People on the Move

A pair of Quicksilver e-government projects will get new managers as they reach critical points of their development.

The Small Business Administration has named Justin Van Epps as interim project manager for its Business Gateway initiative. Van Epps replaces Sandy Gibbs, who left recently because of family responsibilities, said CIO and acting chief of staff Stephen Galvan.

The Office of Personnel Management's E-Payroll initiative is likely to have Joe Campbell as a replacement for project manager Janet Dubbert, who will return to the Federal Energy Regulatory Commission in September. Dubbert has been on detail from FERC for more than two years, said Norm Enger, OPM's e-government project director.
The General Services Administration recently honored four federal employees for their accomplishments in performance-based contracting.

Lt. Col. Curtis Frost and Lt. Col. Maxine Paulson received the inaugural Governmentwide Award for Excellence in Performance Based Service Acquisition for the Defense Department. GSA sponsored the award along with Acquisition Solutions Inc. of Chantilly, Va., at the Federal Acquisition Conference and Expo in Arlington, Va.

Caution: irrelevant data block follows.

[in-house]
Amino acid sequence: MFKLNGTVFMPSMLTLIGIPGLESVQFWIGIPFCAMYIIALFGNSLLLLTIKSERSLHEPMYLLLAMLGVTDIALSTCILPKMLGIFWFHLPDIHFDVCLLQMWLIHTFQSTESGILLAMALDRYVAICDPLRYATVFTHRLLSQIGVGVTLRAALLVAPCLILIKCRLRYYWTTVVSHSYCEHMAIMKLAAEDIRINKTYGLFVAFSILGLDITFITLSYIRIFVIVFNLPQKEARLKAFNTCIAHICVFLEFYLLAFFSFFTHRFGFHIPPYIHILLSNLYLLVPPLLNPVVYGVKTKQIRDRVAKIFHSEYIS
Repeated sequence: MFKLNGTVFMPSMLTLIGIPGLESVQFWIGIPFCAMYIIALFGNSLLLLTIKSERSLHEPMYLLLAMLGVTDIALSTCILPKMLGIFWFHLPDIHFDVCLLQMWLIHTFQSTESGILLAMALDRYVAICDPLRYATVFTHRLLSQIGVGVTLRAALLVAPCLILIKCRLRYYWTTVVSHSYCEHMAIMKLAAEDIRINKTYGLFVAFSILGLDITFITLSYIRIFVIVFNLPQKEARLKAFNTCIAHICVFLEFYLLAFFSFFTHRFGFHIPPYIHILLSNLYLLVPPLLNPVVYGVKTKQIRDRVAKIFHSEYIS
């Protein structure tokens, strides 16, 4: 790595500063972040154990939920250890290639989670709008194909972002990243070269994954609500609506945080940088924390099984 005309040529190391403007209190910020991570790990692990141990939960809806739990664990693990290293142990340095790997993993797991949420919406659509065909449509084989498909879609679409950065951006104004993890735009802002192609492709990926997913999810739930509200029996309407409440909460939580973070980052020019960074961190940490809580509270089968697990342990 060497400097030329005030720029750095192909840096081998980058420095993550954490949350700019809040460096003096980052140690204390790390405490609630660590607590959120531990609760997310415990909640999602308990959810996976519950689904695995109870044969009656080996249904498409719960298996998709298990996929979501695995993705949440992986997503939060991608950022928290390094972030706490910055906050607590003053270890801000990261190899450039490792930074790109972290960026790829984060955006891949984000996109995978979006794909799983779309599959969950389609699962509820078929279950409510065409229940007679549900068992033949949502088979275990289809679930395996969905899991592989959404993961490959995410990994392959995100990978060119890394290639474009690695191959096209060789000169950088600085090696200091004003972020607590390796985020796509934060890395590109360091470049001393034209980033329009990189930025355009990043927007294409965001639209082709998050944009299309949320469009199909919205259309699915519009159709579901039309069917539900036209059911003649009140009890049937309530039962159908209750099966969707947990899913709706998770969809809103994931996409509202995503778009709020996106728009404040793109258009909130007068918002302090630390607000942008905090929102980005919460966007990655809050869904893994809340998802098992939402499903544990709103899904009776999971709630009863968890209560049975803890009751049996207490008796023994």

Frost and Paulson developed a performance-based contract for the Air Force Pentagon Communications Agency. It saved the agency $190 million by freeing up 390 employees.

Brendon Johnson, a contracting officer at the Commerce Department's Patent and Trademark Office, won the award for civilian agencies. That award was sponsored in part by the Performance Institute of Arlington, Va.

Johnson received the honor for an operations and customer support contract at PTO awarded to an 8(a) disabled-veteran-owned company.

Christopher Hamm of GSA won the Excellence in Performance Based Service Acquisition Award. Hamm managed the Environmental Protection Agency's $700 million Information Technology Solutions-Environmental Systems Engineering contract.

GSA also gave William Vance of the Naval Sea Systems Command in Washington the 2004 Ida M. Ustad Award for his work on an innovative sole-source contract to buy six submarines over the next four years, worth $8.7 billion.

The contract lets the Navy change how the contract works if funding from Congress comes through more quickly than expected.


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